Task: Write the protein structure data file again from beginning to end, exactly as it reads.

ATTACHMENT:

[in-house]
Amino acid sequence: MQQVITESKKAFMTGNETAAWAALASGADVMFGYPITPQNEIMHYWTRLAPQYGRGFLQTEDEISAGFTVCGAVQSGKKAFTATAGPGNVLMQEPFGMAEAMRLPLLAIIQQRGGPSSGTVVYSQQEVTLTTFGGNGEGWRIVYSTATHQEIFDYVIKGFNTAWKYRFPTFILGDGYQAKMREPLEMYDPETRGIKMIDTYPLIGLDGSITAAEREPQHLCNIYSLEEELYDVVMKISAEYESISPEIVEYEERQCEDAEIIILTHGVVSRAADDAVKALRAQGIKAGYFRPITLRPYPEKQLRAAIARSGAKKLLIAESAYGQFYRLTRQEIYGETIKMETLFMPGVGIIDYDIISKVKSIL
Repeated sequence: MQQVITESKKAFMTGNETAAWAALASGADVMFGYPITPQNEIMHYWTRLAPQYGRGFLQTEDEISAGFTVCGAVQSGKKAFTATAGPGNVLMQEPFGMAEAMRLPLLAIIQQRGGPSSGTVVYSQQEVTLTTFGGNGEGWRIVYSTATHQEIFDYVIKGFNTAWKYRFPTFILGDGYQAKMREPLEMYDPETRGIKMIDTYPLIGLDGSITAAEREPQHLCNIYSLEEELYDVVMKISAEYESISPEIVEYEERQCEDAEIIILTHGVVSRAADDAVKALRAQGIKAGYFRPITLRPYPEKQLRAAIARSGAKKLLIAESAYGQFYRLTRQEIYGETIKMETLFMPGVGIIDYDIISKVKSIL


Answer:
[in-house]
Amino acid sequence: MQQVITESKKAFMTGNETAAWAALASGADVMFGYPITPQNEIMHYWTRLAPQYGRGFLQTEDEISAGFTVCGAVQSGKKAFTATAGPGNVLMQEPFGMAEAMRLPLLAIIQQRGGPSSGTVVYSQQEVTLTTFGGNGEGWRIVYSTATHQEIFDYVIKGFNTAWKYRFPTFILGDGYQAKMREPLEMYDPETRGIKMIDTYPLIGLDGSITAAEREPQHLCNIYSLEEELYDVVMKISAEYESISPEIVEYEERQCEDAEIIILTHGVVSRAADDAVKALRAQGIKAGYFRPITLRPYPEKQLRAAIARSGAKKLLIAESAYGQFYRLTRQEIYGETIKMETLFMPGVGIIDYDIISKVKSIL
Repeated sequence: MQQVITESKKAFMTGNETAAWAALASGADVMFGYPITPQNEIMHYWTRLAPQYGRGFLQTEDEISAGFTVCGAVQSGKKAFTATAGPGNVLMQEPFGMAEAMRLPLLAIIQQRGGPSSGTVVYSQQEVTLTTFGGNGEGWRIVYSTATHQEIFDYVIKGFNTAWKYRFPTFILGDGYQAKMREPLEMYDPETRGIKMIDTYPLIGLDGSITAAEREPQHLCNIYSLEEELYDVVMKISAEYESISPEIVEYEERQCEDAEIIILTHGVVSRAADDAVKALRAQGIKAGYFRPITLRPYPEKQLRAAIARSGAKKLLIAESAYGQFYRLTRQEIYGETIKMETLFMPGVGIIDYDIISKVKSIL